With the rise of the Trump Administration, millions of people are scrutinizing companies’ political positions and either protesting or supporting those companies with their wallets. This recent shift toward activism has led to a rise of so-called Pocketbook Activists, people who support or boycott certain businesses because of political stance or policy, and then shift their money elsewhere. Uber and Nordstrom are two great recent examples of this type of activism.
- Pocketbook activists make up 12% of Americans, representing around $1.6 trillion in total spending power according to the Bureau of Labor Statistics.
We are currently seeing these activists exhibiting interesting shifts in behavior. The Lincoln Park Strategies group has been studying donor behavior in relationship to the 2016 American presidential election and the results are illuminating.
The second bar graph is a particularly interesting behavior switch. Essentially, people are moving what are disposable dollars and turning them into donation dollars, allowing nonprofits to leverage this behavior to attract new donors or re-engage existing donors.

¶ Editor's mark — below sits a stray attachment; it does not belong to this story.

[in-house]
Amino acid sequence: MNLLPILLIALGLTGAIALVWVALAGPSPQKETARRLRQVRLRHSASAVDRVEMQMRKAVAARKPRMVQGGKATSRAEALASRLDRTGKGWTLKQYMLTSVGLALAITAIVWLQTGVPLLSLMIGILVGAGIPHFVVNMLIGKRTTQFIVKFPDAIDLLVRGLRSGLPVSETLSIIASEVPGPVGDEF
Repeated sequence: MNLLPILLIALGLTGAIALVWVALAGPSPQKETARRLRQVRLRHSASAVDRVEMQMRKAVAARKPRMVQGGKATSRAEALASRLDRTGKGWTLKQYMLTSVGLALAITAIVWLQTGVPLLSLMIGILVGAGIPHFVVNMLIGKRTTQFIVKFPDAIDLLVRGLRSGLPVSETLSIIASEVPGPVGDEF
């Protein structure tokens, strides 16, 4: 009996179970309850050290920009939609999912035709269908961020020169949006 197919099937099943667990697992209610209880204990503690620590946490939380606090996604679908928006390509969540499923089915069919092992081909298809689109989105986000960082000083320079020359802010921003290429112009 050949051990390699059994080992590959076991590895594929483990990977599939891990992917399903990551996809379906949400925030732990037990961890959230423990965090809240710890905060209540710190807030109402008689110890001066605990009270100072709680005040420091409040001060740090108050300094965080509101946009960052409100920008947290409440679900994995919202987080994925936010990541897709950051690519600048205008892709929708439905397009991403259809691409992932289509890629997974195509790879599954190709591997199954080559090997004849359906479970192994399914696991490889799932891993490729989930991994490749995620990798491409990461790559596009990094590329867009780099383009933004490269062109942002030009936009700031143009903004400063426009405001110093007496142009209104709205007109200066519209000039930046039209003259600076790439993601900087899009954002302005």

Corporate boycotts, donating to nonprofits, and spending money at business that support your own views are all behaviors that we can expect to continue and even increase. As more and more companies take public stances on political issues, they will have to face the consequences of an active consumer base that is spending its money very selectively.
image source Markgraf-Ave in Pixabay